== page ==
Seamus Malone redye at
Sat Jul 22 00:42:22 MDT 1995

On Fri, 21 Jul 1995, Ralph Dumain wrote:

> "They became what they beheld." -- William Blake
> >What, for a start, is a marxist theory of subjectivity?  (and I
> >guess we  can take that to include intersubjectivity) I think
> >for starters it is a theory which understands subjectivity- in
> >its very structure, and not just the contents of that structure
> >as a result of historical processes
> OK so far ....
> >and every bit as much a commodity production (the production of
> >the individual to be sold on the market) as trade goods.
> Wrong wrong wrong.  This is an intellectual's theory, a French
> theory, itself the theory of a bureaucratic elite that crows about
> the death of the subject in order to further the process of
> dehumanization while yet trumpeting its own superiority to the
> naive subject by thinking it is hip enough to see through the
> illusions of individuality.  And yet how abstractified is this
> vision of the total hegemonization of the human psyche.  Everyone
> is a robot except me who can see through it all.  Or the
> postmodern version: I too am a robot but not quite since I can see
> through it all but there is really nothing to be seen through
> since nobody can escape the grid anyway so why try.  How
> repulsive, and how tired.

It is only the robot that knows it is a robot that can begin to see
through it all-
Roy: I want changes, radical changes--
Tyrell: We built you as good as we could
Roy: but not to last
Tyrell: the candle that burns twice as bright burns half as long, and you
have burned so very very brightly Roy
Roy: I want more life--- fucker.
Only a nationalist would oppose a theory for being French. and besides, I
am relying on the anti-Stalinist Russian Bakhtin and/or Volosinov anyway...
The point is further that Capital enabled the fiction of subjectivity-
bother to read the begining of Capital. Barthes, a Frechman, but probably
of the "wrong" generation had some very interesting things to say in *The
Pleasure of the Text* about the joys of the fiction of subjectivty.
> Indeed, it is sad to see just how much of subjectivity is
> processed and formulated, how much people lie to themselves about
> their own identity, but that is not all there is to concrete
> individuality.  I don't think the intellectuals have come even
> close to penetrating to the depth of subjectivity.  Instead of
> observing other people, they see only their own image.

This is often the case but I am not at all convinced that it is always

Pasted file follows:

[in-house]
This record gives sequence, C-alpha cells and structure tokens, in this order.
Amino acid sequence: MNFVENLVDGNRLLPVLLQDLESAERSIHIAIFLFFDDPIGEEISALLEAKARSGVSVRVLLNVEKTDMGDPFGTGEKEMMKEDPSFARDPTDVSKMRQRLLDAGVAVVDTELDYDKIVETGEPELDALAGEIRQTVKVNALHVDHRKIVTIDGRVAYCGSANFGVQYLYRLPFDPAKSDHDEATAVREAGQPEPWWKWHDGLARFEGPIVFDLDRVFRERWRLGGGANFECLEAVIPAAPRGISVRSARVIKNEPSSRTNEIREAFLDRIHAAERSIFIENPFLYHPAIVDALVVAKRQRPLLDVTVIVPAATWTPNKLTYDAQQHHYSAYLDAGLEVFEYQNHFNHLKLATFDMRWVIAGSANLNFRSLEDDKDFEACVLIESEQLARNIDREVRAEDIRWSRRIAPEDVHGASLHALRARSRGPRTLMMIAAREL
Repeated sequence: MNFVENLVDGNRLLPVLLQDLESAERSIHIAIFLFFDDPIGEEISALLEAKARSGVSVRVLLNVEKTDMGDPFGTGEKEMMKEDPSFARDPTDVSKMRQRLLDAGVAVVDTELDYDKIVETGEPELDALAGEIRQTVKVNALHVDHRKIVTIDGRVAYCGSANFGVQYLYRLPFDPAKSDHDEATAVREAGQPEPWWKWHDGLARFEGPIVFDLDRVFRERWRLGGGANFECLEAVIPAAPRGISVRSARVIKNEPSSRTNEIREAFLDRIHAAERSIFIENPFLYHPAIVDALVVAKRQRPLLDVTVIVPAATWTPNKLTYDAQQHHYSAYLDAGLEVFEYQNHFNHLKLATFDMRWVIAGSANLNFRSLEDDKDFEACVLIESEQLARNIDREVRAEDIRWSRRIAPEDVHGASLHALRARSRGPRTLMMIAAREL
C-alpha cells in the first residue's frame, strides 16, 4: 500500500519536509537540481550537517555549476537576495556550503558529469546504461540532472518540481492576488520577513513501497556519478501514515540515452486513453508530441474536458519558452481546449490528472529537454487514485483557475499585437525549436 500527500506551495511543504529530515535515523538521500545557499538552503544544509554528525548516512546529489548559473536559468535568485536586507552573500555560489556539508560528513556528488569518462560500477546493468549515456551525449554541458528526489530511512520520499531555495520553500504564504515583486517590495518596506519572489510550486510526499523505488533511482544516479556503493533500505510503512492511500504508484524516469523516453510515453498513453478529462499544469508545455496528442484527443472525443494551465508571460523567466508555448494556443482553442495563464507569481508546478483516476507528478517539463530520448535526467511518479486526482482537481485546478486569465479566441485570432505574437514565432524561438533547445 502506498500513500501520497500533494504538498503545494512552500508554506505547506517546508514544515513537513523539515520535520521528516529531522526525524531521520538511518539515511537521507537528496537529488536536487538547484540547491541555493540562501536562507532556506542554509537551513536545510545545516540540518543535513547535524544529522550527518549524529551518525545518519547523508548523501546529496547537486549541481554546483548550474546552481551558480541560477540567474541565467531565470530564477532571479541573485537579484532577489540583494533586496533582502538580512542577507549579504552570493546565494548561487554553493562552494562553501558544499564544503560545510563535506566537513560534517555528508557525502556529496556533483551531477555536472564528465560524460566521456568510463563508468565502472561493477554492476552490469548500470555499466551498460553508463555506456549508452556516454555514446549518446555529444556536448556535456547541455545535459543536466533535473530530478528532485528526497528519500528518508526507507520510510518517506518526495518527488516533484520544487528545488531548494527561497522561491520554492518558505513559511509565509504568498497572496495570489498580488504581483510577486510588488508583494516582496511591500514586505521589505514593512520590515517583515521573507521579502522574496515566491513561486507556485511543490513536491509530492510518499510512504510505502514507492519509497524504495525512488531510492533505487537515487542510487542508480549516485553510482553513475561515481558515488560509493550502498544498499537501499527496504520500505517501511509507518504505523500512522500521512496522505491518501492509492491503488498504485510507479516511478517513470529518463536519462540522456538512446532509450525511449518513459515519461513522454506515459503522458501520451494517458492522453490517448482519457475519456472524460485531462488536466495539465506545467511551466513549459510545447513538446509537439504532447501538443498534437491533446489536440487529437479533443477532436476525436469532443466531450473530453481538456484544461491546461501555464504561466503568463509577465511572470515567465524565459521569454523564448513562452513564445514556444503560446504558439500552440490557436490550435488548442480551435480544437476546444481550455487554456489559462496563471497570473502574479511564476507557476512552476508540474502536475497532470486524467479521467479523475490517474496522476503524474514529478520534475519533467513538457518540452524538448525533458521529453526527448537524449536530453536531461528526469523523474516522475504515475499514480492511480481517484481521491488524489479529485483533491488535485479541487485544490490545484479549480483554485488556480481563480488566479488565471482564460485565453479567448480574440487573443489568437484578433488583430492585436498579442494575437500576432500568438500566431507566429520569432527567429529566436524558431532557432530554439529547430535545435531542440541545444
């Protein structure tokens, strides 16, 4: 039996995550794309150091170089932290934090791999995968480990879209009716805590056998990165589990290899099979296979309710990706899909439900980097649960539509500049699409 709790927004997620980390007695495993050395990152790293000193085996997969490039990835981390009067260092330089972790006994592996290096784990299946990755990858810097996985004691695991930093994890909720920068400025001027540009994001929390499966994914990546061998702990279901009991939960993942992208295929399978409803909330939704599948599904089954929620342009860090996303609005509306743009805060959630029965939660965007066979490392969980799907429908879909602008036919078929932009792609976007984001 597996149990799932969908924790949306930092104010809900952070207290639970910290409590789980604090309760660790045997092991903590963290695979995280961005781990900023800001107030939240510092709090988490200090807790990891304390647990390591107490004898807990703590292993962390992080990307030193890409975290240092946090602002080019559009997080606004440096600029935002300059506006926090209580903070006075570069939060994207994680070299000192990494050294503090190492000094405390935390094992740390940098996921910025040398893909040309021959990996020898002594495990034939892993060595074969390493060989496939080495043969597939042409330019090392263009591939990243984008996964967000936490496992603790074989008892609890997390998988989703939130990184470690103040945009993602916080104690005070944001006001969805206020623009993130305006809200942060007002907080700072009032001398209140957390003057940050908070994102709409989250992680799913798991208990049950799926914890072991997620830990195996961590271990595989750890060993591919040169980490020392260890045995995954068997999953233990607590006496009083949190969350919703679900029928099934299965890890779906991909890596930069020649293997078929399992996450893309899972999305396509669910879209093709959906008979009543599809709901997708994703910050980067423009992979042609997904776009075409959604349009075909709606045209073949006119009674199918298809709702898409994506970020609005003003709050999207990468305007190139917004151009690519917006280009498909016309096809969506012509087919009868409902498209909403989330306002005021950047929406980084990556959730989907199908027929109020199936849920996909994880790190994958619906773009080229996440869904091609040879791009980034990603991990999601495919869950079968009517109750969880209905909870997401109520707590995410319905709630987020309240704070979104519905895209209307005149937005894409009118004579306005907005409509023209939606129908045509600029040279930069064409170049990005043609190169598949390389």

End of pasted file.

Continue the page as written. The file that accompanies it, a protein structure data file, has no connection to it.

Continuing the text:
the case.
> The intellectuals have yet even to understand the depth of Marx's
> insight into the limitations not just of "ordinary" folks, but of
> intellectuals, by their environment.  Marx couldn't see his own
> limitations until he left Germany for Paris, and he never forgot
> the lesson.
> Speaking of Zavarzadeh, in spite of his opposition to the
> postmodernists, he is just like them and their predecessors the
> Althusserian Stalinists.  Human beings are no more than
> interpellated subjects.  Since their sense of individuality and
> autonomy is nothing but an ideology effect, the enlightened
> vanguard instructor has the right to abuse his students at will.
> I suggest you read Zavarzadeh's books and esp. the erstwhile
> newspaper RED ORANGE from Syracuse U. to see how thoroughly
> engrossed in the ideological superstructure and its prerogatives
> Zavarzadeh and his associates are.  Intellectuals are more
> mesmerized by ideology than anybody, because that is their natural
> element.  The smarter they are, the more they can see through it,
> the more they are sucked in.  It's where they live and move and
> have their being.

I would agree with this, I think that Z is more forthright about some
things, more problematic in other cases. Basically he is the gross
inversion of the post-modern problematic around language. He emphasizes a
simplistic base superstructure relation in which the base is determining
rather than the superstructure. Both are reifications of the process of
capital and misrepresentations of Marx

> > "There
is a grain of sand in Lambeth that Satan cannot find." -- > William Blake
>      --- from list marxism at ---
Firey the angels rose, dark thunder rolled around their shores,
indignant, burning with the fires of Orc. -WB

Seamus Malone
redye at

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